On June 15, Rockville Centre residents will elect two candidates for the village’s board of trustees to four-year terms. Katie Conlon, Mark Albarano and incumbent Trustee Emilio Grillo will vie for the seats.
Grillo was elected in 2013 and again in 2017. He has been a resident of the village since 1999. During his college years at the University of Connecticut and St. John’s University Law School, he worked on Capitol Hill for South Carolina Sen. Fritz Hollings, and spent a semester working as a legislative aid in the Connecticut Assembly.
“To me, public service — giving back to and being involved in the community — is of paramount importance,” Grillo said.
He was the village prosecutor from 2004 to 2013, and first ran for trustee in 2006. He is now a partner at the law firm Goldberg Segalla.
With revenue shortfall over the past year due to the coronavirus pandemic, Grillo said that finding alternative revenue streams is an important short- and long-term goal for the village, at a time when fewer people are commuting and using village parking.
Grillo touted the village board’s upgrading of infrastructure, like the roads and the water and electrical systems. He added that maintaining those resources was one of his immediate goals.
Conlon was born and raised in Rockville Centre, and is now raising her three children in the village. When she moved back to the area 12 years ago, she left her job as a nurse practitioner at Memorial Sloan Kettering Cancer Center. Since then she has immersed herself in local organizations, and has been president of the Hewitt PTA, a member of the Mercy League and a coach for the Rockville Centre Soccer Club.
“Being home for the past 12 years, it provided me a unique lens to view the village,” Conlon said. As a mother whose children all attend local schools, she said, she believes she can represent wide segments of the population.
“I plan to be here in RVC for the long haul,” she said. “I have the time, the energy and the work ethic to devote myself to working with the mayor, the trustees, other departments and the community to make fiscally responsible and sound decisions and maintain the quality and the charm of this village.”
Conlon noted that maintaining infrastructure would be an immediate goal for her if she were elected. “I think that’s really a quality-of-life issue that needs to be put at the top of the agenda,” she said. She added that she believes zoning laws should be used to maintain public green spaces.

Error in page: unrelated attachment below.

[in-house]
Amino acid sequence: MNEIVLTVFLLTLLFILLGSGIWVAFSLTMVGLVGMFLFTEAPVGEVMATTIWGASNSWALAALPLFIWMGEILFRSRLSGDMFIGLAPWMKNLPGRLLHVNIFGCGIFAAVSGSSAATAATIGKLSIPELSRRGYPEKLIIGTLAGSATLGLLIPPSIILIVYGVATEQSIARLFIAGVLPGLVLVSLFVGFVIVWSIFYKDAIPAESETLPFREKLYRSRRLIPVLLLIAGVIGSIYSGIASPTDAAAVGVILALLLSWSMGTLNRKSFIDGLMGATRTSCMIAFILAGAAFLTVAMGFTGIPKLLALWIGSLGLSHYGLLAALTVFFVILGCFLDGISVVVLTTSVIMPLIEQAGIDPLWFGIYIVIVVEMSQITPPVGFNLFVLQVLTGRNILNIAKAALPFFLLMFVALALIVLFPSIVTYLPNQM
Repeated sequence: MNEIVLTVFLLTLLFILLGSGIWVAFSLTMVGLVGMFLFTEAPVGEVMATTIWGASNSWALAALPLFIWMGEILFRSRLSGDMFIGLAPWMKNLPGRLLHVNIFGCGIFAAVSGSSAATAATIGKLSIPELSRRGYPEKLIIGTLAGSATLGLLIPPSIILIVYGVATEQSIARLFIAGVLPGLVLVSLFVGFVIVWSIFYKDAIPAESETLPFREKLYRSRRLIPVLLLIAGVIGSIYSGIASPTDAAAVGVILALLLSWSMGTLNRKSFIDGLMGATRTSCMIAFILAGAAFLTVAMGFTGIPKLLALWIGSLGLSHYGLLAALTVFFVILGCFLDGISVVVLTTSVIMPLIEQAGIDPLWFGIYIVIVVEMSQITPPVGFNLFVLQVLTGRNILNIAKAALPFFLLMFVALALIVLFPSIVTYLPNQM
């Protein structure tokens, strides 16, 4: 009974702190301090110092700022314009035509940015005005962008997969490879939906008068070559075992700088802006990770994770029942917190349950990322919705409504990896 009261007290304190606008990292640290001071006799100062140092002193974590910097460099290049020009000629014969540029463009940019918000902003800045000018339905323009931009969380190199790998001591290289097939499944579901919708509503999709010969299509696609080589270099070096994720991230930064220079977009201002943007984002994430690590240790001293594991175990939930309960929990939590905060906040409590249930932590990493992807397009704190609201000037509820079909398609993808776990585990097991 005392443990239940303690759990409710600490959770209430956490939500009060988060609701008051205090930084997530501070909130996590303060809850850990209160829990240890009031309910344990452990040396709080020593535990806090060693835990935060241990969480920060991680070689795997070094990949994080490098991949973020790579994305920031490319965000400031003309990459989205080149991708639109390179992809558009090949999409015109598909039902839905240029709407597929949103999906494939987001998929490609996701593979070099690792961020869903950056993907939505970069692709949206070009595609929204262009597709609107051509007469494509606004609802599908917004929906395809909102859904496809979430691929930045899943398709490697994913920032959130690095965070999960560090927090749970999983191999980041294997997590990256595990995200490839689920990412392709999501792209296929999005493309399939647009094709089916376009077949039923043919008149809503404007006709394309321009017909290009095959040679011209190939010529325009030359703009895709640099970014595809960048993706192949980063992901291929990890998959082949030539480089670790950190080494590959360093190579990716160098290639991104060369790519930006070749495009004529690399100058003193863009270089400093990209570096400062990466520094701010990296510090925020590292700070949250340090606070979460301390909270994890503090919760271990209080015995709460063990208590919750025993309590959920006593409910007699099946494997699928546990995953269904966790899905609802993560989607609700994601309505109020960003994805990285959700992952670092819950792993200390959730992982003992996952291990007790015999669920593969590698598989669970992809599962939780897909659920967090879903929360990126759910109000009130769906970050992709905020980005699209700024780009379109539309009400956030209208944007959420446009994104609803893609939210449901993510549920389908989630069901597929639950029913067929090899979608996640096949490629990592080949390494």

Grillo and Conlon are running under the banner of the RVC Family Party, which Grillo established in 2017 ahead of his second successful campaign. The party seeks, among other goals, to make the village’s parks and fields accessible to youth sports.
Albarano, a lifelong village resident, is embarking on his first campaign for local office, running as an independent. He spent 26 years at the New York Police Department, and worked his way up to the rank of lieutenant and liaison for the Domestic Violence Unit until his departure in November 2018.
From 2015 to 2018, Albarano was also an adjunct professor at John Jay College in New York City, teaching students about criminal investigations, police diversity and corrections. Since last August he has been the deputy commissioner of public safety for the Town of North Hempstead.
Albarano outlined his four main goals for the village: easier and more timely communication between Village Hall and residents, reviving the business district, improving infrastructure, and better budgeting.
When it comes to improving communication, he suggests embracing social media to speed up conversations and make residents’ voices heard more quickly. “Social media is a fantastic tool, and it’s probably the fastest line of communication,” Albarano said. “I think we can utilize that a little bit more.”
“The roads need significant improvement throughout the entire village,” he added, noting that the village needed to focus on improving project coordination and management to avoid having to dig roads up too frequently.
Albarano stressed developing sustainability plans and new revenue streams to avoid shortfalls in the village’s budget in the future. “Our decisions today need to be mindful of how it impacts tomorrow,” he said, “and it seems that we don’t do that.”
The two winning candidates will join Mayor Francis Murray and Trustees Michael Sepe and Kathleen Baxley on the village board.